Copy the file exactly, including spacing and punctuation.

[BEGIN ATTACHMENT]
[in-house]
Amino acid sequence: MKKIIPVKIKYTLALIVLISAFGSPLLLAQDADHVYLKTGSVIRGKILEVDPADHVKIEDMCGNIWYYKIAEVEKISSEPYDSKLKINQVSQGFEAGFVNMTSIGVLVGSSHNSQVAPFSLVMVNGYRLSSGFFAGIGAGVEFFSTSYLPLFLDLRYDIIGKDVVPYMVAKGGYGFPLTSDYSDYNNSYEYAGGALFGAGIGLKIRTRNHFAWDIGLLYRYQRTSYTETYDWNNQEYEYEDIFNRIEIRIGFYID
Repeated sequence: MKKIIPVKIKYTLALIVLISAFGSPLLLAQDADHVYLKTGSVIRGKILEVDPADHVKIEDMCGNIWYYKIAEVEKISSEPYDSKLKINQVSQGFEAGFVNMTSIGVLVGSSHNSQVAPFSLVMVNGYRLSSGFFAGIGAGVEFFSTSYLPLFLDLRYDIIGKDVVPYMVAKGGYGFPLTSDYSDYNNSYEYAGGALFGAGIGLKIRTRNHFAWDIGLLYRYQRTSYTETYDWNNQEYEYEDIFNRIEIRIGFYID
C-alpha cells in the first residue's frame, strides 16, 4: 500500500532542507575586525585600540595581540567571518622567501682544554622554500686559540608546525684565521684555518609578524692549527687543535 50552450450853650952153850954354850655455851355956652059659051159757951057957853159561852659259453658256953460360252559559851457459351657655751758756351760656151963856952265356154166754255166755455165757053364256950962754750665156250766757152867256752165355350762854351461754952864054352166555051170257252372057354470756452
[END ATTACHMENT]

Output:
[in-house]
Amino acid sequence: MKKIIPVKIKYTLALIVLISAFGSPLLLAQDADHVYLKTGSVIRGKILEVDPADHVKIEDMCGNIWYYKIAEVEKISSEPYDSKLKINQVSQGFEAGFVNMTSIGVLVGSSHNSQVAPFSLVMVNGYRLSSGFFAGIGAGVEFFSTSYLPLFLDLRYDIIGKDVVPYMVAKGGYGFPLTSDYSDYNNSYEYAGGALFGAGIGLKIRTRNHFAWDIGLLYRYQRTSYTETYDWNNQEYEYEDIFNRIEIRIGFYID
Repeated sequence: MKKIIPVKIKYTLALIVLISAFGSPLLLAQDADHVYLKTGSVIRGKILEVDPADHVKIEDMCGNIWYYKIAEVEKISSEPYDSKLKINQVSQGFEAGFVNMTSIGVLVGSSHNSQVAPFSLVMVNGYRLSSGFFAGIGAGVEFFSTSYLPLFLDLRYDIIGKDVVPYMVAKGGYGFPLTSDYSDYNNSYEYAGGALFGAGIGLKIRTRNHFAWDIGLLYRYQRTSYTETYDWNNQEYEYEDIFNRIEIRIGFYID
C-alpha cells in the first residue's frame, strides 16, 4: 500500500532542507575586525585600540595581540567571518622567501682544554622554500686559540608546525684565521684555518609578524692549527687543535 50552450450853650952153850954354850655455851355956652059659051159757951057957853159561852659259453658256953460360252559559851457459351657655751758756351760656151963856952265356154166754255166755455165757053364256950962754750665156250766757152867256752165355350762854351461754952864054352166555051170257252372057354470756452